By: Nina Malanay
There is nothing more that a parent wants than to see her children grow up to be kind, decent, compassionate human beings with a firm set of morals, ready to take on the world. Helping children to acquire values such as honesty, respect and gratitude is oftentimes considered by many to be just as, if not, more important than teaching math or reading skills because of the long-term impact the acquisition of positive (or negative) values has on our children. Every parent wants to instill the right values in their children – values that they will take with them well into adulthood and become the foundation of everything your child will come to believe and shape who they become.
However, this is often easier said than done. With today’s parents trying to keep up with the demands of work, marriage and the daily rigors of raising a family, it is very easy for outside influences like peer pressure, social media and the entertainment industry to have a greater effect on our children and define their sensibilities more than ever before.
The good news is that research shows that children who forge strong emotional bonds with their parents are better able to filter their world – their experiences, the opinion of their peers, and the choices they make – through the values their parents taught them. When supported by a good self-esteem and a warm, nurturing home life, children are more able to withstand the negative influences of society and acquire the values their parents are trying to instill in them.
The bad news is that teaching values, especially to young children, takes time and patience. It isn’t something you can teach by sitting with your child one afternoon or talk about during one of your family dinners. Teaching values is a dynamic process that develops over time and evolves as your child grows.
So at what age should parents start teaching values to their children?
It should begin as soon as your child becomes aware that his actions affect others, usually at around 18 months of age. Start by verbalizing basic principles and standards of behavior you expect from your child. Short, simple phrases like “No hurting” or “Sharing is good” communicates to your toddler the patterns of behavior that you hold important.
By the time children are 4 years old, most of them already know the basic values and have formed simple concepts of right and wrong – that lying is wrong, or that sharing is good. Often, because they already know values, they tend to just parrot back what parents and persons of authority want to hear. There appears to be a stark disagreement between what children know as values and what they do in real life. For example, children know that lying is bad, but they sometimes tell a lie to avoid getting in trouble with authority. Children know values; the problem lies in living by those values.
So what do parents need to do to make sure that children actually imbibe the values we want them to learn, instead of merely knowing them? Here are some practical ways to raise your child with the right values.
1. Model the values you want to see in your child.
Very simply, children learn values by observing what you do and by drawing conclusions about what you consider important in life. They learn from seeing how you interact with them and how you treat others. If you want them to acquire values like honesty, perseverance and compassion, then you need to show these qualities yourself. Likewise, be aware of what you are modeling. For example, if you teach your child that sports is all about teamwork and perseverance but your first question after a game is about who won, then you are sending the message that winning is more important than anything else. Regardless of what you purposefully teach them, your actions will always speak volumes about what you really value, and they will come to imbibe the same value system that you do.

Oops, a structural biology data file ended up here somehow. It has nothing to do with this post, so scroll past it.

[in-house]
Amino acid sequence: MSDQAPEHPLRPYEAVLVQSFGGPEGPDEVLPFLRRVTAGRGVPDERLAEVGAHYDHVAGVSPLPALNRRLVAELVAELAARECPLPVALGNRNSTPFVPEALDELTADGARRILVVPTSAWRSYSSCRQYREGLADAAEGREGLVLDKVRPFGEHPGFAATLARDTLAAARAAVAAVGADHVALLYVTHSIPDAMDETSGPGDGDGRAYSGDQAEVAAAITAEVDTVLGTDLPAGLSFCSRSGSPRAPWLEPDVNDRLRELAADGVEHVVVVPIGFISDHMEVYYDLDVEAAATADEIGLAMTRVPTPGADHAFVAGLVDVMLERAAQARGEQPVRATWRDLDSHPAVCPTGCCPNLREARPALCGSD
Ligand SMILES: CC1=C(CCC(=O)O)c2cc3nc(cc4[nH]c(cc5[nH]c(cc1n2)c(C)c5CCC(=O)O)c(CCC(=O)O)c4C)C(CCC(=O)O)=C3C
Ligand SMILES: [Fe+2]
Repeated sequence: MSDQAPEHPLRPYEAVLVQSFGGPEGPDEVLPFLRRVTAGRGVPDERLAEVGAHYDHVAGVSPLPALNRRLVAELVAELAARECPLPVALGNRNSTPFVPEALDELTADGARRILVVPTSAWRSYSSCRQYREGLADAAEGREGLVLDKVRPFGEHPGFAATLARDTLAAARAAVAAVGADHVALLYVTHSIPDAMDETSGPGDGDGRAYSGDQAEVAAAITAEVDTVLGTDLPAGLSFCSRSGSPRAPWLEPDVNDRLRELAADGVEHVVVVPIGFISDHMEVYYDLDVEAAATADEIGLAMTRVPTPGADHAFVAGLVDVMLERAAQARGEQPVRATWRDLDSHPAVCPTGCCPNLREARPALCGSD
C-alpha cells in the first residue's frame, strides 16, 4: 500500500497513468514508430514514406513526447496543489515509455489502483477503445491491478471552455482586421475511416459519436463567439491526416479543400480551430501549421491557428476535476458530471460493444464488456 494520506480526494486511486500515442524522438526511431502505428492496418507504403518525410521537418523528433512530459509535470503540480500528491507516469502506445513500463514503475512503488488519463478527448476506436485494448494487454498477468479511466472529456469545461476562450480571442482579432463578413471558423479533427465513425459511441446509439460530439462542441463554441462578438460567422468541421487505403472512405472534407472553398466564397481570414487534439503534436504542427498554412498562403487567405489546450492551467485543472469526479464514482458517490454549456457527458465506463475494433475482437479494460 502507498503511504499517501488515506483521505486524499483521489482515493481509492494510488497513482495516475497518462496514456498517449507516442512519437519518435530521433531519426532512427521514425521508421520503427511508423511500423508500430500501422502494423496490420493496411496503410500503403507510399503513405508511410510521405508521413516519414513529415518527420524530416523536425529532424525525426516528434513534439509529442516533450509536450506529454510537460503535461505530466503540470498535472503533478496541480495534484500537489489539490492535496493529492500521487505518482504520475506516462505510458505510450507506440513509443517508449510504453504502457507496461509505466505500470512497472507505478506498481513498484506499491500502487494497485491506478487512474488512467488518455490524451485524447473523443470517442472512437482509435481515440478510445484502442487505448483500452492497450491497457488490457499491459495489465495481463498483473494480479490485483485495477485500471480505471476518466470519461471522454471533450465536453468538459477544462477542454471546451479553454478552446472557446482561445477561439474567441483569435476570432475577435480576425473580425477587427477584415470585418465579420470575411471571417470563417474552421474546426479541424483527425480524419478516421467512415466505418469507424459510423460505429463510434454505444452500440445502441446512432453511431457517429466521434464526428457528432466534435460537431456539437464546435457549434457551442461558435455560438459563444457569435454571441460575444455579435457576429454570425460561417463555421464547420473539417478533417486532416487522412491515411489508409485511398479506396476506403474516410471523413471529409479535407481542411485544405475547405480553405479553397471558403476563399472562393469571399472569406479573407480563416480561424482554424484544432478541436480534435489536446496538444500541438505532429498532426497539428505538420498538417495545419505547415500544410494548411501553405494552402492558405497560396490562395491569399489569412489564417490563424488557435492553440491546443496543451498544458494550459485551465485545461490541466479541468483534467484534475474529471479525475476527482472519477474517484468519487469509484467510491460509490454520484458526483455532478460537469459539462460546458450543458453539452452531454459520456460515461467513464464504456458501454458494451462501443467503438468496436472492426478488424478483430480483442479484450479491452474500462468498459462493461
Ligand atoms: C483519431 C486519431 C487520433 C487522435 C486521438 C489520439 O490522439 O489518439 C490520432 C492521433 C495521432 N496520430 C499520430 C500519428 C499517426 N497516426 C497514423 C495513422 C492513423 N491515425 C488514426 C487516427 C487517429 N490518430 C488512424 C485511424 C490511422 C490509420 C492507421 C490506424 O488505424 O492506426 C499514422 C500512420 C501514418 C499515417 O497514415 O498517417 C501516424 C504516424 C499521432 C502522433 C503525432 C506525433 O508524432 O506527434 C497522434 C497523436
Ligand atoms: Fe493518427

2. Explicitly communicate the values you hold dear.
As parents, we need to spell out the values we believe in and explain why we consider it important. We need to continuously articulate our values to our kids and as we apply those values to our daily lives. Each action and decision becomes a reflection of the values we embrace. It may help to create a values statement for your family – a list of general principles and standards of behavior that are rooted in the family’s beliefs and values. Print this out or frame it and hang it in a visible area in your house to provide your family with a sense of what you stand for as a family.
3. Nurture your emotional relationship with your child.
Parents who prioritize their relationship with their child raise kids who are emotionally nurtured are more likely to respond compassionately to others. Because their love tank is full, they have more compassion to give, which is the foundation of values. Because they spend quality time together, kids have more opportunities to observe their parents live by the values they espouse.
4. Show that values help them achieve goals.
To make the teaching of values more relevant to your child, show him that having certain traits and behaving in a certain way will help him achieve his goal. Show him that being courteous and polite will make people like him or want to help him. Let him see that persevering in a task even if it is difficult will help him reap the rewards later on. Show him that cooperation and working together as a team gets things done faster. When children see how values help them in life, they are more likely to see the importance of learning them.